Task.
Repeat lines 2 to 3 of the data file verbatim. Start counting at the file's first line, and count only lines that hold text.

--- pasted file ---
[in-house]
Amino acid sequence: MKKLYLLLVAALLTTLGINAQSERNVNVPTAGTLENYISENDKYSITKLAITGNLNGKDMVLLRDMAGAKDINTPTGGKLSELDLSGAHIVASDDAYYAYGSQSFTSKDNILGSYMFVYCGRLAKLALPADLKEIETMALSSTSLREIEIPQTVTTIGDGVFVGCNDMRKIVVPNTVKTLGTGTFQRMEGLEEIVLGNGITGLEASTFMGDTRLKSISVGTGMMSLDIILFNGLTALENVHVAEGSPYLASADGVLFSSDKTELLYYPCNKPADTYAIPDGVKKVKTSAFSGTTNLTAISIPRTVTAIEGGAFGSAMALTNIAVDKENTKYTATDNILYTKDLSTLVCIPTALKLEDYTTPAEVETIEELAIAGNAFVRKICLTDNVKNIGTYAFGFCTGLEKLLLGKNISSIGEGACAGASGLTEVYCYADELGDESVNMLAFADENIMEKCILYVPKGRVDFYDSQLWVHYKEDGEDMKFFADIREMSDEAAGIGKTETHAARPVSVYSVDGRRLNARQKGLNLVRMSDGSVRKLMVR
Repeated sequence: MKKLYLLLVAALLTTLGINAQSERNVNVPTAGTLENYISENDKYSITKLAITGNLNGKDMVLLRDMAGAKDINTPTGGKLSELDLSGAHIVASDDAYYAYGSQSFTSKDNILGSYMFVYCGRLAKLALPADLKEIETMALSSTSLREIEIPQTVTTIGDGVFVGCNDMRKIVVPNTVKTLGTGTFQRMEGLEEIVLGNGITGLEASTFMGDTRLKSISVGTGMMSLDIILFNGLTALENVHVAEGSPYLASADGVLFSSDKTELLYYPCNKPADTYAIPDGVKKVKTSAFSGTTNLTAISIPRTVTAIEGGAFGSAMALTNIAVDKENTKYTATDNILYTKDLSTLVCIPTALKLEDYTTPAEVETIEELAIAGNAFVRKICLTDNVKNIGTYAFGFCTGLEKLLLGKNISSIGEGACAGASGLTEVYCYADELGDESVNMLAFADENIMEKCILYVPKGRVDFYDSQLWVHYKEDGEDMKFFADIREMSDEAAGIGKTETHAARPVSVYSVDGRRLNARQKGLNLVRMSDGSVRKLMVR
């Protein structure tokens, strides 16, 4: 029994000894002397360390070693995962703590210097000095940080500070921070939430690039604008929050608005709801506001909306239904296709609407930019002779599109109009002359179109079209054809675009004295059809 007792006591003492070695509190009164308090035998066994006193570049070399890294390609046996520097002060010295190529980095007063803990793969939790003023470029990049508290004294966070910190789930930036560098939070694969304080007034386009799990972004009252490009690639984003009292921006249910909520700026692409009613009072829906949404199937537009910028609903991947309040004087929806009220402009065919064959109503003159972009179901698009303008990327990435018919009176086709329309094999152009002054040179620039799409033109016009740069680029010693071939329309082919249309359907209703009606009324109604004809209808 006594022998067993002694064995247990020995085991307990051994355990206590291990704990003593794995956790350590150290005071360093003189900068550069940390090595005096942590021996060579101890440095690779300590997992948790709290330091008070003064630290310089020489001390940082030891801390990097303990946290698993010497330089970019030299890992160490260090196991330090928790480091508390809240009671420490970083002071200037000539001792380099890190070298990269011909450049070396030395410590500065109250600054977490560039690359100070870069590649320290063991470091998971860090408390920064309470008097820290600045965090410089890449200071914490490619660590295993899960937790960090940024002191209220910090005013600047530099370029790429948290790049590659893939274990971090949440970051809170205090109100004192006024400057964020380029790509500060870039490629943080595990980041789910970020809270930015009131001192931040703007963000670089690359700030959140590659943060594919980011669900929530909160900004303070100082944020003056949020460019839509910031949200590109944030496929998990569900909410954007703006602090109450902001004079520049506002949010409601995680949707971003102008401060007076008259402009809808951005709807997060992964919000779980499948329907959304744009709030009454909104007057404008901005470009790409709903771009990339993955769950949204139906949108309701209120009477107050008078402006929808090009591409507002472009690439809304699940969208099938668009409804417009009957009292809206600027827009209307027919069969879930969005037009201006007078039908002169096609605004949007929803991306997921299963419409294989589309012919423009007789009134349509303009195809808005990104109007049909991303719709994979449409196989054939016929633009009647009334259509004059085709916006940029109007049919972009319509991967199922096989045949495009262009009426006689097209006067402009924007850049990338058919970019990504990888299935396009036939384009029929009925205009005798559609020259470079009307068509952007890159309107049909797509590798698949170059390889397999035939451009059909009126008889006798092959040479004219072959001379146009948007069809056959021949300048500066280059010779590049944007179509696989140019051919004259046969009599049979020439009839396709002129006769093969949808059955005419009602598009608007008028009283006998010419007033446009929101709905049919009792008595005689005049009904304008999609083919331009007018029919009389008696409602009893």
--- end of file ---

Amino acid sequence: MKKLYLLLVAALLTTLGINAQSERNVNVPTAGTLENYISENDKYSITKLAITGNLNGKDMVLLRDMAGAKDINTPTGGKLSELDLSGAHIVASDDAYYAYGSQSFTSKDNILGSYMFVYCGRLAKLALPADLKEIETMALSSTSLREIEIPQTVTTIGDGVFVGCNDMRKIVVPNTVKTLGTGTFQRMEGLEEIVLGNGITGLEASTFMGDTRLKSISVGTGMMSLDIILFNGLTALENVHVAEGSPYLASADGVLFSSDKTELLYYPCNKPADTYAIPDGVKKVKTSAFSGTTNLTAISIPRTVTAIEGGAFGSAMALTNIAVDKENTKYTATDNILYTKDLSTLVCIPTALKLEDYTTPAEVETIEELAIAGNAFVRKICLTDNVKNIGTYAFGFCTGLEKLLLGKNISSIGEGACAGASGLTEVYCYADELGDESVNMLAFADENIMEKCILYVPKGRVDFYDSQLWVHYKEDGEDMKFFADIREMSDEAAGIGKTETHAARPVSVYSVDGRRLNARQKGLNLVRMSDGSVRKLMVR
Repeated sequence: MKKLYLLLVAALLTTLGINAQSERNVNVPTAGTLENYISENDKYSITKLAITGNLNGKDMVLLRDMAGAKDINTPTGGKLSELDLSGAHIVASDDAYYAYGSQSFTSKDNILGSYMFVYCGRLAKLALPADLKEIETMALSSTSLREIEIPQTVTTIGDGVFVGCNDMRKIVVPNTVKTLGTGTFQRMEGLEEIVLGNGITGLEASTFMGDTRLKSISVGTGMMSLDIILFNGLTALENVHVAEGSPYLASADGVLFSSDKTELLYYPCNKPADTYAIPDGVKKVKTSAFSGTTNLTAISIPRTVTAIEGGAFGSAMALTNIAVDKENTKYTATDNILYTKDLSTLVCIPTALKLEDYTTPAEVETIEELAIAGNAFVRKICLTDNVKNIGTYAFGFCTGLEKLLLGKNISSIGEGACAGASGLTEVYCYADELGDESVNMLAFADENIMEKCILYVPKGRVDFYDSQLWVHYKEDGEDMKFFADIREMSDEAAGIGKTETHAARPVSVYSVDGRRLNARQKGLNLVRMSDGSVRKLMVR